In this time when states are banning medical trans care and denying the existence of trans people, it seemed important to explore memoirs written by trans people. I started with this one.
She’s Not There: A Life in Two Genders by Jennifer Finney Boylan
My rating: 5 of 5 stars
This well told life story is a timely read. It enables me as a cis gendered reader to come as close to understanding a trans experience as seems possible. Besides narrating James’ struggle to understand his perception of himself as a girl from an early age, it tells of his struggle to hide those thoughts and secret actions of dressing in women’s clothing. It tells of his struggle to suppress them in marriage. And it tells of the long process of determining, with professional consultation, whether to enter into transition and then once having decided, the slow steps taken toward full transition.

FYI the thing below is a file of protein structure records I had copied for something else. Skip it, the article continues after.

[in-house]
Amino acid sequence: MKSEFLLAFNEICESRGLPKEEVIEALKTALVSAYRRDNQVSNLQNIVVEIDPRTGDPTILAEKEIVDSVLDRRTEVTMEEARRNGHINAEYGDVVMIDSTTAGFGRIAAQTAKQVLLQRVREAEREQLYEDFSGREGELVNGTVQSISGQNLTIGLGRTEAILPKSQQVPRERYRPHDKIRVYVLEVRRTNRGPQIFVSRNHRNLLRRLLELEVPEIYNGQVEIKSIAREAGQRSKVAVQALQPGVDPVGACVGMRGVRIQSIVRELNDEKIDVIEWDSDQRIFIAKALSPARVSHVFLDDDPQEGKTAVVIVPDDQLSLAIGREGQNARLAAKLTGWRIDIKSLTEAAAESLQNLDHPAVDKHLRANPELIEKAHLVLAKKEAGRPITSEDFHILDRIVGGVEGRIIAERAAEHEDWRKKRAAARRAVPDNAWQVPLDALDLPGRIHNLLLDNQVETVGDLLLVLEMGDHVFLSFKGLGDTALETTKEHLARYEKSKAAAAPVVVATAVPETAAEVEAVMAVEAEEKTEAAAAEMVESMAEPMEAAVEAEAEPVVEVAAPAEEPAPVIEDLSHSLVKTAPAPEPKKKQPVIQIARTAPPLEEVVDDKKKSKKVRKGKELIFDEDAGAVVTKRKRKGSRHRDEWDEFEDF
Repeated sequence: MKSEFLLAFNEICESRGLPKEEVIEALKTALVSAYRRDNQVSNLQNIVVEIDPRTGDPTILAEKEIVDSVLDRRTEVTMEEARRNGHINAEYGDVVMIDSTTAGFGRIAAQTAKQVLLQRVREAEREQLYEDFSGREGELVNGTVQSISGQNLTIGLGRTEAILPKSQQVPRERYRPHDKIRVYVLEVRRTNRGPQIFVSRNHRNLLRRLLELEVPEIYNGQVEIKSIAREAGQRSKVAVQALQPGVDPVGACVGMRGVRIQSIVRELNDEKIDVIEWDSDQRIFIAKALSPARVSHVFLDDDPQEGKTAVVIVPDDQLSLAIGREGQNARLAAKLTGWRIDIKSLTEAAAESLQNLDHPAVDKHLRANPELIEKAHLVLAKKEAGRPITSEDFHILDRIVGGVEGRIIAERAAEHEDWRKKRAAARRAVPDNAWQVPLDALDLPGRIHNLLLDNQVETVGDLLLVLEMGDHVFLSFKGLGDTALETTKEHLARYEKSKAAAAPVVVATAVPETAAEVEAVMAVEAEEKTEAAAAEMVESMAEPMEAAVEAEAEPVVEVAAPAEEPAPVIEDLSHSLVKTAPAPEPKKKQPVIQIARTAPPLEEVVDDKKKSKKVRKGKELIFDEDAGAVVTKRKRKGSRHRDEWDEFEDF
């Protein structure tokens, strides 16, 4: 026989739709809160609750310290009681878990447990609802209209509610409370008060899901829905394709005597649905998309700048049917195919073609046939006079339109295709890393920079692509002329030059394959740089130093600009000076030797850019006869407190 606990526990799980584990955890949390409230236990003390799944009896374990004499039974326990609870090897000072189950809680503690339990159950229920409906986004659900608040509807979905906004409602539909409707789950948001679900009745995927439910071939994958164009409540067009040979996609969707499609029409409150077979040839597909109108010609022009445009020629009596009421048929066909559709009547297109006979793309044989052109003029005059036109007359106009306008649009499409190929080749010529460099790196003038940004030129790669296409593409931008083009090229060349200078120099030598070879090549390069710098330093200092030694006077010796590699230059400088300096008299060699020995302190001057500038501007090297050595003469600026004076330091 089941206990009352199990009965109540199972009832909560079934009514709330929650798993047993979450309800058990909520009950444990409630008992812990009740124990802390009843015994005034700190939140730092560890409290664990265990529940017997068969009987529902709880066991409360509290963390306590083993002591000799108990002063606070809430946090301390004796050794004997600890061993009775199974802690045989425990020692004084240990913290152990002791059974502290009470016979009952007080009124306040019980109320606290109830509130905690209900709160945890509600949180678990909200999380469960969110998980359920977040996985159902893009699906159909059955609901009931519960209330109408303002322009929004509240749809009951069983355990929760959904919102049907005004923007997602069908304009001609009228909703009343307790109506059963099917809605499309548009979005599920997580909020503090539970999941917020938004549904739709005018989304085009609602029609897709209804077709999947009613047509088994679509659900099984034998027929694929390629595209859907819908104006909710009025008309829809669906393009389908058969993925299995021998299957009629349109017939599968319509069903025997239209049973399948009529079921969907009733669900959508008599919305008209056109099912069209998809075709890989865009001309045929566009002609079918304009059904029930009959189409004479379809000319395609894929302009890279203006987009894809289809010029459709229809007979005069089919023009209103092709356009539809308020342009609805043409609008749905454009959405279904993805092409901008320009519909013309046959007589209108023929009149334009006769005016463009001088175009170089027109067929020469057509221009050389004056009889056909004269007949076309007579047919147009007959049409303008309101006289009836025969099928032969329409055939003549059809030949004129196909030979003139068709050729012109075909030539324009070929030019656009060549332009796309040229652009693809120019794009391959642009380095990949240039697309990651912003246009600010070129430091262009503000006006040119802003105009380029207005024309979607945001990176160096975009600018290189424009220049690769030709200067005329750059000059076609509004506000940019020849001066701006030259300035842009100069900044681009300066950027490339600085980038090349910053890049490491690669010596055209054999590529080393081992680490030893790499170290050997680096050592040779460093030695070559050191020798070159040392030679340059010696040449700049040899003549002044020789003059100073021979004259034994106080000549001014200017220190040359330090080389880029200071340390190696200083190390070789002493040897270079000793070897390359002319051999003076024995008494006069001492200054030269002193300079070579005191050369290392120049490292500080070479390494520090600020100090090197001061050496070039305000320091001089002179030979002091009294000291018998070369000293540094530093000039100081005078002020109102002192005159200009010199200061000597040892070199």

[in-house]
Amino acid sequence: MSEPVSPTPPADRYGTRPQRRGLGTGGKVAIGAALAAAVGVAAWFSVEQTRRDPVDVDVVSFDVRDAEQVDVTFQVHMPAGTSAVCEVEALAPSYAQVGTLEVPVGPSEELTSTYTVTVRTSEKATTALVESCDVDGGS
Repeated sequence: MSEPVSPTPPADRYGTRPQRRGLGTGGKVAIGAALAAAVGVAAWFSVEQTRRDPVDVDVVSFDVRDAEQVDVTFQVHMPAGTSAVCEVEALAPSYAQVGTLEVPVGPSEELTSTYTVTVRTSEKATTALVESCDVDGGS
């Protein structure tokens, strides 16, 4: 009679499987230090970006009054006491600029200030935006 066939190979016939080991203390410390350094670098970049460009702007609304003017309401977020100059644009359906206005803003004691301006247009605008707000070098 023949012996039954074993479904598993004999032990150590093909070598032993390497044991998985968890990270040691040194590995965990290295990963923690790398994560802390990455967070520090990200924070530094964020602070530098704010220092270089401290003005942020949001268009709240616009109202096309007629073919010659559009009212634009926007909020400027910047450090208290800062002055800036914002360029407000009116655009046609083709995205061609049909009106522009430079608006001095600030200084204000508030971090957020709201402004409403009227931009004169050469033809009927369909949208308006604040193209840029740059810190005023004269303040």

James/Jennifer was fortunate to have an understanding family. Occasional references to the experiences of other trans people show that is not the case for everyone. During the in between time James/Jennifer’s sons took it all in matter of factly saying on one occasion that their Daddy is a girlboy. Another time they decide no longer to call him/her “Daddy” but to shift to “Maddy.”
Much of the book was spent on others’ dealing with the secret feminine identity once it was revealed to them. Especially revealing were interactions with his/her buddy Russo and wife “Grace.” They too had to transition their relationships as Jennifer emerged. The importance of others was emphasized by ending the book with chapters by Russo and Deidre-“Grace.” It seems timely to note that many struggles occurred because Jennifer was allowed “out” only when Jennifer/James was in his/her 40s; given the advances in trans care and earlier diagnosis and treatment, many of the issues Jennifer/James faced would not have happened, like having to tell a wife.
Jennifer is a good writer, so I’m eager to read two other memoirs and some fiction
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